“For this purpose, the industry shall be included in the annual Investment Priorities Plan (IPP); Provided, That nothing herein contained shall preclude qualified persons or entities as provided under the “Omnibus Investments Code” from applying for or continue enjoying incentives and benefits under the said Code.” (R.A. No. 8479) (stress ours.)
It is basic in interpretation of statutes that when the words and phrases of the statute are clear and unequivocal, their meaning must be determined from the language employed and the statute must be taken to mean exactly what it says (Baranda vs. Gustilo, 165 SCRA 757, 758-759) without attempted interpretation (Pascual vs. Pascual-Bautista, 207 SCRA 562, 657). The legislature is presumed to know the meaning of the words, to have used the words advisedly, and to have expressed its intent by the use of such words as are found in the statute. Verbe legis non est recindandum, or from the words of a statute, there should be no departure (Globe-Mackay Cable and Radio Corporation vs. NLRC, 206 SCRA 701).
The clear and explicit language of R. A. No. 8479, earlier quoted, leaves no room for doubt. Persons, natural or juridical, with new investments in refining, storage, marketing and distribution of petroleum products, as determined by the Department of Energy (DOE) and registered with the Board of Investments (BOI), shall be entitled to the fiscal incentives granted to BOI-registered enterprises under the Omnibus Investments Code (E.O. No. 226), as amended, including the 100% exemption from taxes and duties on imported equipment and its accompanying spare parts notwithstanding the tax and duty exemption for imported equipment and its accompanying spare parts provided for in the Omnibus Investments Code already expired on December 31, 1997.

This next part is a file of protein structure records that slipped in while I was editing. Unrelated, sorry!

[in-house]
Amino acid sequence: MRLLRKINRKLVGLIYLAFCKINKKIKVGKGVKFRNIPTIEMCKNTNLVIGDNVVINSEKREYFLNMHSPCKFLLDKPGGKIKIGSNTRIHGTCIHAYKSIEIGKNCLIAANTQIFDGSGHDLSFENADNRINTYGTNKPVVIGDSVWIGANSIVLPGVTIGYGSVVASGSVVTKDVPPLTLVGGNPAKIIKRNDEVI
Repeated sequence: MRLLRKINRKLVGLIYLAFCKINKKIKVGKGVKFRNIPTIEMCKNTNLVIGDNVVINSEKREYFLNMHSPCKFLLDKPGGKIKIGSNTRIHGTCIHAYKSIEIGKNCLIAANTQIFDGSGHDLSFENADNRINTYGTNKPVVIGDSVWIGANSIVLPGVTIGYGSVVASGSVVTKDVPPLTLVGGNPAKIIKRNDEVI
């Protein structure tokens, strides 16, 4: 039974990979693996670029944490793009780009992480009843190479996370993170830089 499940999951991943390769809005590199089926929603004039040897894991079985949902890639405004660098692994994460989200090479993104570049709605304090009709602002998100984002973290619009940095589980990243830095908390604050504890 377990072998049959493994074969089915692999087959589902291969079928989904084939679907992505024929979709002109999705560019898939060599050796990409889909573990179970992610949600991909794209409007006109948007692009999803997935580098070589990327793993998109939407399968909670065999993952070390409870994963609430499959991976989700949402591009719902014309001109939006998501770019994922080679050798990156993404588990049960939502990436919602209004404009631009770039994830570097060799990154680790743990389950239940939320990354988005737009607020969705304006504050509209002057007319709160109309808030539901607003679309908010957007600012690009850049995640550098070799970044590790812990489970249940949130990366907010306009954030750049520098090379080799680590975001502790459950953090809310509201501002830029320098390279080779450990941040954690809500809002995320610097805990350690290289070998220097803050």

By the very language of R. A. No. 8479, the fiscal incentives mentioned herein, as well as those in E.O. 226 which were therein adopted shall be considered as new grants of benefits or incentives for new players in the industry. This conclusion finds ample support in the Sponsorship Speech of Senator Freddie Webb, to wit:
“Senator Webb: Mr. President, although some of the oil companies are not happy about these certain provisions the bill that give new entrants certain advantages, we are doing this to share the lady Senator’s opinion about the importance of competitiveness. So, there is an enticement in the bill for new players to get involved in the industry by tax relief, by incentives. There are a couple of things that I feel will entice the new entrants to enter into the oil industry.
x x x x x x
“Having said that, Mr. President, just to put on record, I mentioned about incentives that hopefully would be granted to the new players: If I may, first is the income tax holiday; second is the TAX ON DUTY EXEMPTIONS ON IMPORTED CAPITAL EQUIPMENT; third is tax credits on domestic capital equipment; fourth is tax credits for taxes and duties on raw materials used in the manufacture, processing and production of exports; fifth is the additional 50% deduction on labor expense; sixth is the simplification of customs procedures; seventh is the unrestricted use of consigned equipment; and the last is the employment of foreign nationals.
x x x x x x
(Records of the Senate, Senate Bill No. 2386, pp. 84-85).”
Indeed, that statement of legislators, while not controlling (Resins, Inc. vs. Auditor General, 25 SCRA 754) may be considered when, in the instant case, there are expressed in the law itself (see 2 Sutherland, Stat. Const., 3rd ed. p. 505 cited in Martin, Statutory Construction, Revised (1972) Ed., p. 112).
The foregoing considered, we agree with and confirm your view that the fiscal incentives granted to the downstream oil industry participants under R. A. No. 8479 are new grants of benefits which the subject industry players may avail of notwithstanding the reference in said Republic Act to E. O. No. 226 whose capital equipment incentives are already non-existent.
Please be guided accordingly.
Very truly yours,
SILVESTRE H. BELLO III